Understanding the Historical Roots of the Humanitarian Crisis in Haiti


What is happening in Haiti is without a doubt a major humanitarian crisis that exhibits the insecurities that can be generated when certain state actors embrace extremism. Following the assassination of democratically elected President Jovenel Jovenel Moïse in 2021, Prime Minister Ariel Henry assumed power, with the support of several nations, including the U.S. Henry promised that there would be a presidential election soon after his accession; however, he did not deliver on that promise due to concerns regarding logistics and the issue of violence. Many Haitians questioned Henry’s reasoning and accused him of delaying the elections with the objective of staying in power for the foreseeable future. Henry rapidly became unpopular with the public, and as a result, protests ensued across the nation. The infamous criminal syndicates of Haiti, which mostly were opposed to Henry’s government, took advantage of the disorder caused by the protests and attempted to take over the territories controlled by the state. In an unprecedented fashion, most of the major gangs in the country formed an alliance against Henry and his administration. The gangs were able to achieve a number of key victories because of the fact that Haiti does not have a functioning army. This has been the case for Haiti since 1995, after President Jean-Bertrand Aristide dismantled the army due to years of military interference in politics. Consequently, Henry made the decision to leave the country on a mission to convince several international actors to intervene militarily. However, the gangs utilized Henry’s absence and took over most of Port-au-Prince, which fully halted Henry’s jurisdiction. President Henry, who now resides in Puerto Rico, eventually decided to resign from his position in an effort to convince the criminal organizations to reduce the violence; however, this resignation has yet to be effective. Haiti is still in a state of disorder, and violence can be seen everywhere. According to a report released by the United Nations, the violence in the country has claimed the lives of at least 1,554 people in the first few months of 2024. An estimated 53,000 people have fled Port-au- Prince, adding to the 116,000 people who were displaced in 2023.  

One of the main reasons why Haiti’s gang culture was able to emerge is because the institutions of the country have never been strong enough to prevent such a development due to a ceaseless, ailing economic situation. The economic misfortunes of Haiti are a product of its colonial past. Following the Haitian Revolution in 1804, France asked Haiti to pay 150 million francs in reparations, and Haiti agreed because they wanted France and the rest of the international community to recognize its independence. Haiti found it difficult to keep up with the payments, and France used this opportunity to convince the Haitian state to take loans from French banks in order to be able to keep up with the payments. Ultimately, Haiti became another victim of France’s debt-trap diplomacy, and it took 122 years for them to repay these loans. Haiti’s debt condition is one of the main reasons why the country was not able to develop accordingly following the revolution. This lack of economic growth created the necessary setting for illicit activities to emerge. The gang culture of Haiti took shape in the 20th century under President Francois Duvalier. Duvalier did not trust the national army, as he was suspicious of a number of his generals. As a result, he created a private army by the name of Tonton Macoute to take over the role of the military. This group was responsible for targeting the political opponents of Duvalier and crushing all dissent through violent measures. It is estimated that the Macoutes killed nearly 60,000 people in the course of two decades. Acts such as immolation, stoning, rape, decapitation, and crushing were used regularly. The Macoutes operated similarly to gangs in the sense that they used graphic violence in order to demoralize their opponents. Ultimately, anyone who challenged Tonton Macoute and Duvalier risked facing assassination. In 1971, Duvalier infamously declared himself president for life and made sure that his son, Jean-Claude Duvalier, became the next president following his demise. Jean-Claude Duvalier’s presidency did not last long, as he was ousted from office as a consequence of the anti-Duvalier protest movement in 1984. With the coming to power of Henri Namphy, who was a military man and a major part of the mentioned movement against the Duvalier dynasty, an attempt to revive the national army started. Namphy pushed for the Tonton Macoute to be dismantled, but he made one crucial mistake in the process. The Macoutes were dismissed, but they were not disarmed. As a result of that, 25,000 fighters with minimal moral conscience took over the streets and kept terrorizing the public. Most of the members of this group were separated into different gangs, and they planted the seed for future generations of extremist groups that are currently devastating Haiti.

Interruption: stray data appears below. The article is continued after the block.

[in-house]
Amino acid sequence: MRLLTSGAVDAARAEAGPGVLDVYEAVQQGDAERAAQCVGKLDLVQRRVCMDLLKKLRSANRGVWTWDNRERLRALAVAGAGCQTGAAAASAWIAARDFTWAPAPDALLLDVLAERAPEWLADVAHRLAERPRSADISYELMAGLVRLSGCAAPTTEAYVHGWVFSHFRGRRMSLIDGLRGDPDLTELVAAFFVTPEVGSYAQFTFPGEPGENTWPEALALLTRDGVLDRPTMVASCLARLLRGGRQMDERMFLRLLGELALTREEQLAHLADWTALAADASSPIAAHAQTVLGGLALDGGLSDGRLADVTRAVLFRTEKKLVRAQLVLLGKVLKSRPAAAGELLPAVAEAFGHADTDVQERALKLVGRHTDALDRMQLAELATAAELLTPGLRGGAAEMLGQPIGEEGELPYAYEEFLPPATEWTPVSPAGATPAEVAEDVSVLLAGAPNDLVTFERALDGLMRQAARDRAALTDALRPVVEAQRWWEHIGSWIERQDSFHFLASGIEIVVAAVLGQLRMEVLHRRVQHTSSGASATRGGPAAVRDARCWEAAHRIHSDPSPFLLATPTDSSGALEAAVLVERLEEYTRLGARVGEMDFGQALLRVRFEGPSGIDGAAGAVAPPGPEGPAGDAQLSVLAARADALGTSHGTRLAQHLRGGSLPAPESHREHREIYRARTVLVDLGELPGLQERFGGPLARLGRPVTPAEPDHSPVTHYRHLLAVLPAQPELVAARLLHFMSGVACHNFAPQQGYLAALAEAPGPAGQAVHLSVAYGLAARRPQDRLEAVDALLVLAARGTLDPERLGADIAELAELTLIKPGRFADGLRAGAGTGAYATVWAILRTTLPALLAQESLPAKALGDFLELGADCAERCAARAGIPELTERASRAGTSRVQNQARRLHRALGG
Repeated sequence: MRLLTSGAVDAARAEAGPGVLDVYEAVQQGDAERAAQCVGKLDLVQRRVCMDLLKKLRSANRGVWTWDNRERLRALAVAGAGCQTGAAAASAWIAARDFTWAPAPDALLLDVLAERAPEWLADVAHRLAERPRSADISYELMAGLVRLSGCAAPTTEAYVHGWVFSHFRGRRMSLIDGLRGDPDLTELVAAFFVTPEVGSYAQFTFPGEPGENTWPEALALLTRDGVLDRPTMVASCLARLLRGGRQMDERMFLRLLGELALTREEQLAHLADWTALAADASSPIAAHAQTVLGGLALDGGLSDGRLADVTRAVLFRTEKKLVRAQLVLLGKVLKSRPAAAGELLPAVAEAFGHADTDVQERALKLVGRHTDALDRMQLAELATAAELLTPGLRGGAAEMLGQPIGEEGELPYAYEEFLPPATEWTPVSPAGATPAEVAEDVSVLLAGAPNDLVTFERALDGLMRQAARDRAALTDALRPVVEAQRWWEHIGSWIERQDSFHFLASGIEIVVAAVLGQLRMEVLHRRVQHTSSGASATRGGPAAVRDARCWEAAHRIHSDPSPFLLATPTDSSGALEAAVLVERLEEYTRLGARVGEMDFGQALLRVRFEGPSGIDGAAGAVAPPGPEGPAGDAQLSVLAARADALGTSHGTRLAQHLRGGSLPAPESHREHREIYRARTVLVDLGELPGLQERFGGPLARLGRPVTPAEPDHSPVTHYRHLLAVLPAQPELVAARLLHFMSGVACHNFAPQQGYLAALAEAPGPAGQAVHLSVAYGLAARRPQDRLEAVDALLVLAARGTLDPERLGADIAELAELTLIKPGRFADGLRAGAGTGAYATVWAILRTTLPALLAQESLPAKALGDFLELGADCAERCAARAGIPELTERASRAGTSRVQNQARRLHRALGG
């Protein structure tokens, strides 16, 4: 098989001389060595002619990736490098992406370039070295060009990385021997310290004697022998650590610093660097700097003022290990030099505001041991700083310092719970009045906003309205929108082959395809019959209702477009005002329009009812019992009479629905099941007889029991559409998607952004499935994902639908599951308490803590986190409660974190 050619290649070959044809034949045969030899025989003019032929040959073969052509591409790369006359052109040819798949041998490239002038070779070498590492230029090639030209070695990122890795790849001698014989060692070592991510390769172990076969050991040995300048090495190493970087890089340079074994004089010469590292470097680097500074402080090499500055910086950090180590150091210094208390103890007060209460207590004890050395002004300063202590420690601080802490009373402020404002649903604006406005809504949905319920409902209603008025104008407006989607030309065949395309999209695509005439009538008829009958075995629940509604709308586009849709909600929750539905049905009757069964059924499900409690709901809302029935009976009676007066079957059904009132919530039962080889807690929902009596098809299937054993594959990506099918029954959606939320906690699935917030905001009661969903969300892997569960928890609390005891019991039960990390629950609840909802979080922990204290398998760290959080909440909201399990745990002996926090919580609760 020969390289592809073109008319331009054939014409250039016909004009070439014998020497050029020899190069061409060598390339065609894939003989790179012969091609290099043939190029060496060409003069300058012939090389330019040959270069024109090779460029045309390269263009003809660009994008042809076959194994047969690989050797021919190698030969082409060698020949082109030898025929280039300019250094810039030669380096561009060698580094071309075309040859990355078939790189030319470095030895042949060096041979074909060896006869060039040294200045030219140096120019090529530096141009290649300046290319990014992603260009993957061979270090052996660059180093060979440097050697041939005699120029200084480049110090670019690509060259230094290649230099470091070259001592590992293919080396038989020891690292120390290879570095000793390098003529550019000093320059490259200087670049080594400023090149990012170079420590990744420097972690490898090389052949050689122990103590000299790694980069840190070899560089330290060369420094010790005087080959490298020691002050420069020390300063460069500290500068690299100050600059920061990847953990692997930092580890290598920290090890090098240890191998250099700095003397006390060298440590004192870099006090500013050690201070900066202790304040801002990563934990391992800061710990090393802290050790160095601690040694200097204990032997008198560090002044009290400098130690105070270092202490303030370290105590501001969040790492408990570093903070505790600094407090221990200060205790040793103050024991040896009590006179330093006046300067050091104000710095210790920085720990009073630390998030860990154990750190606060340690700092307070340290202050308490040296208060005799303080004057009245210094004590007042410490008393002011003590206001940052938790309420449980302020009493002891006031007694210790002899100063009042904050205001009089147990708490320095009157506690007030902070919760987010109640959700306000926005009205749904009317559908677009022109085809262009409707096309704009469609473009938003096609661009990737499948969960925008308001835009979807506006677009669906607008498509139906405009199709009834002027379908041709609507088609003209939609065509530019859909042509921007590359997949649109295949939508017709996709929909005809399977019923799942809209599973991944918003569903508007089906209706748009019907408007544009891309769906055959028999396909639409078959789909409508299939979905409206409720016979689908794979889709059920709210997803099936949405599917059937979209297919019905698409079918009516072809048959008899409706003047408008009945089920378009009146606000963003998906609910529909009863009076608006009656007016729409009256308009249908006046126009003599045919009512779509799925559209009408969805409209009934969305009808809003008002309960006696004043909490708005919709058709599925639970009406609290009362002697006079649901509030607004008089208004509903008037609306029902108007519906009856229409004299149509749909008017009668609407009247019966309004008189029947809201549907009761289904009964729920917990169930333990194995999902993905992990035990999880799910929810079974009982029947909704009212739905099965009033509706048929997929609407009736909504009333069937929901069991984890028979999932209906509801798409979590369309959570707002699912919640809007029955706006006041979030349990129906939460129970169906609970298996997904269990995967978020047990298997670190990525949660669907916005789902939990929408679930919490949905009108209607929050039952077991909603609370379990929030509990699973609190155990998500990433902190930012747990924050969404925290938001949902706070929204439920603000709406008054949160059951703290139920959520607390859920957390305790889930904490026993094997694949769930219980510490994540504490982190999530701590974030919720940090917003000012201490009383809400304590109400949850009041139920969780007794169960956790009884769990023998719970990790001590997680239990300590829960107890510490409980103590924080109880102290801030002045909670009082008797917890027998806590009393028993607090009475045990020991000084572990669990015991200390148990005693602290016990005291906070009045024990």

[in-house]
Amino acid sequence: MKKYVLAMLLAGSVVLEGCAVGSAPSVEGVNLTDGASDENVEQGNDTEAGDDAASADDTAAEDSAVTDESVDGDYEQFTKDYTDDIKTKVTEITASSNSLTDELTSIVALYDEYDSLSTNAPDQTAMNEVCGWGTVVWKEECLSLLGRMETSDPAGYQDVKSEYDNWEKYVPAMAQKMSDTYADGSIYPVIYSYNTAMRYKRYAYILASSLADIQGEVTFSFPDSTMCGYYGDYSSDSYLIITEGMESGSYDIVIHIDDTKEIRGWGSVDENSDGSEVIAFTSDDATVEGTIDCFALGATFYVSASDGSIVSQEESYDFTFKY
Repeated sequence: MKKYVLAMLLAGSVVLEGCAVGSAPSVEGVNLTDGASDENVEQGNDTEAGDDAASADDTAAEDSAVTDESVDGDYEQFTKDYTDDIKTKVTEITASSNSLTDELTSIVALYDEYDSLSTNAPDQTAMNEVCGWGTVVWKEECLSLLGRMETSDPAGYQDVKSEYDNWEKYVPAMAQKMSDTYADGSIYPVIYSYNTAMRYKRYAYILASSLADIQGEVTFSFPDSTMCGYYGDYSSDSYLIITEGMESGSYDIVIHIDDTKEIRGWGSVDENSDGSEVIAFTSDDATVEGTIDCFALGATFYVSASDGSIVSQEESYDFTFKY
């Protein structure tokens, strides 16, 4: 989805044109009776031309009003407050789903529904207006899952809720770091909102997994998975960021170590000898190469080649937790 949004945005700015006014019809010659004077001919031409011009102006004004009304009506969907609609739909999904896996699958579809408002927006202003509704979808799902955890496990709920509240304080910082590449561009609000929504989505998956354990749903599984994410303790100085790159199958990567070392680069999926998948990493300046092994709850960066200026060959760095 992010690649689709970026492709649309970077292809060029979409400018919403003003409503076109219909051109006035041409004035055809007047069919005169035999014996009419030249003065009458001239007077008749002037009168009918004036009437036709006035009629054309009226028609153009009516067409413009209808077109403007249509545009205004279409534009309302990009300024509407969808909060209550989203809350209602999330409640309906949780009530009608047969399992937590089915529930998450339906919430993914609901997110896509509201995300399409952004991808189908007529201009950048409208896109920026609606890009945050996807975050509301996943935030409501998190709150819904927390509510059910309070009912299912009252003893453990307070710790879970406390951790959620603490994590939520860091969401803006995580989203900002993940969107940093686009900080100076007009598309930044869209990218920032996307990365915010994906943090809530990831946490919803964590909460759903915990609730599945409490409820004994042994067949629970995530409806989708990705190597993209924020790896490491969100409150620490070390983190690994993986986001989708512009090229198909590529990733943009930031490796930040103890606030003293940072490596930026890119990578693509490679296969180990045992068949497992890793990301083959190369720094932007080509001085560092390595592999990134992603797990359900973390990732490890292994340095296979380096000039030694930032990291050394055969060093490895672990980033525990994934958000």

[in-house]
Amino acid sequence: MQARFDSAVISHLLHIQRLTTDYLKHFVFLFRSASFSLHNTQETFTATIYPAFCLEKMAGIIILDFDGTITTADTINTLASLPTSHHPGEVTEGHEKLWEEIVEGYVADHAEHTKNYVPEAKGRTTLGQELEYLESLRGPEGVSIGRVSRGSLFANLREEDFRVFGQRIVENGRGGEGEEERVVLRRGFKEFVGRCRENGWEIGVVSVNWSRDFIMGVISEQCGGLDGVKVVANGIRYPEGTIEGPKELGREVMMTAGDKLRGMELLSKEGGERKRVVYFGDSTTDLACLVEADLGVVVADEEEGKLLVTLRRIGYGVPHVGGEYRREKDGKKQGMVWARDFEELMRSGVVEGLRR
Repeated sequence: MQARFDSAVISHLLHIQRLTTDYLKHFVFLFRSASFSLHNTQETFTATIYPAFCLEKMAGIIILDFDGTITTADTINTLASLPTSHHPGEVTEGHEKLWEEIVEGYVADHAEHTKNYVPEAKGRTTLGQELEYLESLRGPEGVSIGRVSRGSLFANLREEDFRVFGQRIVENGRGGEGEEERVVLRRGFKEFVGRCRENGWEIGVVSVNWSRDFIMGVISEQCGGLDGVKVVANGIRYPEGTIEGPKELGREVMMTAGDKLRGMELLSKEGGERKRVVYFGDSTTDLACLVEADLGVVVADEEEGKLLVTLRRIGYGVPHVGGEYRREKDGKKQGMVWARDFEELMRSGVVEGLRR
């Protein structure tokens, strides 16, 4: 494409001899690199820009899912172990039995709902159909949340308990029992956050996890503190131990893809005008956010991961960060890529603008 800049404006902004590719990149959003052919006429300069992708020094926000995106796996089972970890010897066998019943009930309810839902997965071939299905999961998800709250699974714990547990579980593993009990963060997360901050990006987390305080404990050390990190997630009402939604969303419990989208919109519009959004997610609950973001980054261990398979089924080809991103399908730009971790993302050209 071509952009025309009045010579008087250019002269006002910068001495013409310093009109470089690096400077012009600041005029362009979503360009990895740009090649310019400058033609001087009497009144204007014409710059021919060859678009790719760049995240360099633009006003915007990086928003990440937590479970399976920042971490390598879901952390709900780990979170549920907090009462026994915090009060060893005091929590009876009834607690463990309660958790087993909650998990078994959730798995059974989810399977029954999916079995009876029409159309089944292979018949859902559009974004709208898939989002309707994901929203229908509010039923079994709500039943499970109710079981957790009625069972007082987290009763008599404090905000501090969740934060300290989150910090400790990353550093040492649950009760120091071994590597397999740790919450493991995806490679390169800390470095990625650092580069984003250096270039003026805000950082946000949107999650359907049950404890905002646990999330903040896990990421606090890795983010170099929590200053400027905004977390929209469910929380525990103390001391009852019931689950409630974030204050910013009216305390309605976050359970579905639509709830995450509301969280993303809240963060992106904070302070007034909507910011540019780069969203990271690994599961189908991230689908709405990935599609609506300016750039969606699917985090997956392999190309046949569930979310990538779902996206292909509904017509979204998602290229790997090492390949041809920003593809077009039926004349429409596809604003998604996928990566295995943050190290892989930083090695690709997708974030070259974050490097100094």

Another wave of new criminal syndicates emerged during the presidency of Jean-Bertrand Aristide. In 1991, the military ousted Aristide; however, with the intervention of the US, Aristide was able to reverse the coup and become president again. This coup had Aristide distrusting the military, and consequently, he dismantled the entire army. Similar to Duvalier, he formed a private army that consisted of regular people from his leftist base. These people trained to become fighters, and they successfully managed to keep the nation’s control in the hands of Aristide for the next few years. The turning point for Aristide was when the Haitian oligarchs started to question his leftist policies. They managed to shift public opinion through propaganda and started a major movement against Aristide’s government. Aristide was not able to find a solution to this new uprising, and in the end, he decided to flee the country. Identical to the aftermath of the Tonton Macoutes, the armed groups under Aristide stayed in the country and many of them formed different groups that eventually turned into crime syndicates. The future governments were not able to deter these groups because there was no Haitian army. Some governments even decided to embrace some of these groups and employ them in order to push their policies which gave the gangs more influence. In 2017, under President Jovenel Moïse the army was re-established; however, there are only 500 active soldiers and 1,500 police officers. The police and the army are understaffed, underarmed, and underfunded. The crime syndicates are superior in every department and that is why they have been able to overpower state forces in many instances. The army does not get much support from the state partially due to economic reasons. Haiti’s financial capacity does not allow major spending in any public spheres. There are also concerns regarding the nature of Haiti’s military. This military has been known for its human rights violations and corruption. Furthermore, they started several coups and they all threatened the stability of the nation. This is why many of the modern presidents of Haiti decided not to re-establish the army and consequently, the gangs have been able to add to their influence. The fact that most of the political parties in Haiti have either worked with or are responsible for the formation of the crime syndicates is the reason behind the current situation in the country and the suffering of its people.